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Over 4,000 Shias killed in 8 years in Pakistan's sectarian violence: Report

Pakistan is facing multiple fault lines that are hampering the growth of the already conditioned economy of the country, including a breakdown of law and order domestically

Today, the almighty has saved Pakistan and the 22 crore people of the country. This is the first time when the vote of no-confidence motion was successfully passed. The people of this country will celebrate this day: Shehbaz Sharif

ANI Asia
Pakistan is facing multiple fault lines that are hampering the growth of the already conditioned economy of the country, including a breakdown of law and order domestically, which poses major challenges to the establishment and sectarian violence.
In Pakistan, Sunni groups are threatening Shias, Ahmadis and non-Muslim minorities, enjoying support from the military and political leadership.
According to the International Crisis Group (ICG) in its reports published on September 5 which forecasts that sectarian violence could intensify with political instability and economic downturn creating a powder keg in Pakistan, a Canada-based think tank IFFRAS said.
ICG Report's observation that sectarian militancy now runs across the range of Sunni Islamist groups, including adherents to the more moderate Barelvi sub-sect, is believed to constitute a thin majority of Pakistan's population.
In 2020, well-known defence analyst, Dr Ayesha Siddiqa wrote about the revival of sectarian tension between Sunnis and Shias in Karachi and other urban centres in Sindh and Punjab. She pointed out that Pakistan has reportedly witnessed the killing of approximately 4,847 Shias in incidents of sectarian violence between 2001 and 2018, IFFRAS had reported earlier.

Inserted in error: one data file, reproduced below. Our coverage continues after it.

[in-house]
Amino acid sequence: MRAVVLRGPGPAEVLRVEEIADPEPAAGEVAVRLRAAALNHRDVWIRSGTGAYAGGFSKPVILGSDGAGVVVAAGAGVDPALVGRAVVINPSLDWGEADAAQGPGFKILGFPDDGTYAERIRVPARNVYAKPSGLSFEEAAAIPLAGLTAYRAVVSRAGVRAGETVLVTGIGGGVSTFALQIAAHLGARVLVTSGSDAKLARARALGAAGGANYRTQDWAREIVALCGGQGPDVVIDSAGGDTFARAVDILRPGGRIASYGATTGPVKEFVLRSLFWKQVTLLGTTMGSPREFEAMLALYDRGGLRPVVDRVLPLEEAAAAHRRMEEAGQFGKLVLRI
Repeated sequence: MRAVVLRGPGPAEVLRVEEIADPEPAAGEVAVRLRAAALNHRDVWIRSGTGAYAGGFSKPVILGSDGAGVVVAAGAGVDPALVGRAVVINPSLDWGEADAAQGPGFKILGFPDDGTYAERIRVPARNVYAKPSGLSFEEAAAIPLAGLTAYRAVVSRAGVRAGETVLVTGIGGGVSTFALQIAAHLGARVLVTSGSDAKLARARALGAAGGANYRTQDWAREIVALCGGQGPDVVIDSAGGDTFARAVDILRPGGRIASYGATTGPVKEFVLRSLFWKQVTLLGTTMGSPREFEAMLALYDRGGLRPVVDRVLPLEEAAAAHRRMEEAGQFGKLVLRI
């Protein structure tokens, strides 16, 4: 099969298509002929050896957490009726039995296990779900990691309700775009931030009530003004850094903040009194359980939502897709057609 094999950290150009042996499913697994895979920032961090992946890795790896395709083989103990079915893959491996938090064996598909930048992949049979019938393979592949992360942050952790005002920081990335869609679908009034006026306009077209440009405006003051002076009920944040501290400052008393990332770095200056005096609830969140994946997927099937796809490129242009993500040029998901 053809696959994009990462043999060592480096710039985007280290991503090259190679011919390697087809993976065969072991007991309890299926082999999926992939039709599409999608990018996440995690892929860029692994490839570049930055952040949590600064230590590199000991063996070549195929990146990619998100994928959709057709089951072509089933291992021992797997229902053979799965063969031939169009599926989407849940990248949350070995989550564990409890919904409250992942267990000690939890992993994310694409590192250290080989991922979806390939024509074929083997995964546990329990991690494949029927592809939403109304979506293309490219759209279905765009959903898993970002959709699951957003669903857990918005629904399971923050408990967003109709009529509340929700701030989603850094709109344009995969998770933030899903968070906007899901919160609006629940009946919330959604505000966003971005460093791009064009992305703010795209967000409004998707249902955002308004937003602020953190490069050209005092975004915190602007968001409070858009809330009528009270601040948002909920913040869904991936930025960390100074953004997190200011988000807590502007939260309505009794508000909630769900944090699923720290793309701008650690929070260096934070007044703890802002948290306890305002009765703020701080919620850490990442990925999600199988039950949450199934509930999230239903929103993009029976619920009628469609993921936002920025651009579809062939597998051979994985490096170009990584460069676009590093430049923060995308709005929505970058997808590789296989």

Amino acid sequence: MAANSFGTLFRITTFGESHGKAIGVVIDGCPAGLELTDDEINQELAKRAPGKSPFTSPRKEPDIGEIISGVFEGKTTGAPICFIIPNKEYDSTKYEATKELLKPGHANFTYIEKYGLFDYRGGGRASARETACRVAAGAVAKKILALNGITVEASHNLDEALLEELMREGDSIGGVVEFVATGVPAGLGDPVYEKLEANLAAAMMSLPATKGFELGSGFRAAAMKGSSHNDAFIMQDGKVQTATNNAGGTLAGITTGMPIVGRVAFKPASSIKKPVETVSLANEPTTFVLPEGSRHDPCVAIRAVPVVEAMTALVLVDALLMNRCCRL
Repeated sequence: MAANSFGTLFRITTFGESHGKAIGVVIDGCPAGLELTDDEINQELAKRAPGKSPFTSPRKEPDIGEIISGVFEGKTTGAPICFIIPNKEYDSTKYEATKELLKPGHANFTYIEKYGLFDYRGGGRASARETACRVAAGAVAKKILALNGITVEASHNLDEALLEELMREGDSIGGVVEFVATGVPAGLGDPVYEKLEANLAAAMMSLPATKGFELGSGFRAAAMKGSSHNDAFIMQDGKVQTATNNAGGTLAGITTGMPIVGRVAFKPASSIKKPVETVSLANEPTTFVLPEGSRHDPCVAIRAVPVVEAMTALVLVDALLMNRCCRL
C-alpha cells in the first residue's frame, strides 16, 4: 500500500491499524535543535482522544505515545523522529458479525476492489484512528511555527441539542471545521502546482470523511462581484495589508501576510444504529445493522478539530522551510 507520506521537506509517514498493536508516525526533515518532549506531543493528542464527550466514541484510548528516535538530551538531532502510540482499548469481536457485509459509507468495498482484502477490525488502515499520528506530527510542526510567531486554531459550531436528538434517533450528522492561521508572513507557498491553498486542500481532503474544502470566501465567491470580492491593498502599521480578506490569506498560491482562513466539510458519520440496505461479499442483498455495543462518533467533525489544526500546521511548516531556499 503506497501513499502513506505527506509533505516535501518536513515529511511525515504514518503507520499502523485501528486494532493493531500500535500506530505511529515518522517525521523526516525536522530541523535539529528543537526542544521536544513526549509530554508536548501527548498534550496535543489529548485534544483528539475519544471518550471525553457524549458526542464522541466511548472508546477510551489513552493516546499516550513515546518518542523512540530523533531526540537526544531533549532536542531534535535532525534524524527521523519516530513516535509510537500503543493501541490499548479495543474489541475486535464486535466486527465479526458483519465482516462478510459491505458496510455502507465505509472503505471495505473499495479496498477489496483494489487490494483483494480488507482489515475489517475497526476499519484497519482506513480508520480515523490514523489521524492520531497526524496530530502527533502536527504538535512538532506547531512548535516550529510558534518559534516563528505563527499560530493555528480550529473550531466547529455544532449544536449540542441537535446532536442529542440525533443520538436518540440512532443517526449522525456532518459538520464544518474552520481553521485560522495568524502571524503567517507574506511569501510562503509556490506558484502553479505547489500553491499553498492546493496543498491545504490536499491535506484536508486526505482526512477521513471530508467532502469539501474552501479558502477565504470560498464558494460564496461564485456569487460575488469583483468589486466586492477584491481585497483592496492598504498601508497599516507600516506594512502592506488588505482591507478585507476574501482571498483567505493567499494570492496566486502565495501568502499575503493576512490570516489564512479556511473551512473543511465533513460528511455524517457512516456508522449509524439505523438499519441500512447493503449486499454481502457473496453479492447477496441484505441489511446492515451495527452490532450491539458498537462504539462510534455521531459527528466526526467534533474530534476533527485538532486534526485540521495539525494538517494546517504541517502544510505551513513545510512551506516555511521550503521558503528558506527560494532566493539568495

Apart from it, the recent devastating floods in Pakistan have sent yet another signal to the world that Islamabad is sinking.
The ICG report, published in early September this year, pointed out that these new groups, though different in many ways, were responsible for some of the country's worst inter-communal bloodshed in recent years.
The report warned that "Muslim minorities, particularly Shias, are deeply vulnerable. Vigilantism is dangerous as hardliners mobilise around allegations of blasphemy to gain political clout."
The origin of Sunni militancy can be traced to the Sunni-Shia tension in Pakistan immediately after the independence. Many Deobandi clerics called for attacks on Shia processions and wrote against Shias in books and tracts, reported IFFRAS.
During President Zia-ul Haq's tenure, Sunni militancy came to the fore with the army actively supporting a rabidly anti-Shia group called Anjuman Sipah-e-Sahaba Pakistan.

(Only the headline and picture of this report may have been reworked by the Business Standard staff; the rest of the content is auto-generated from a syndicated feed.)

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First Published: Sep 24 2022 | 2:44 PM IST

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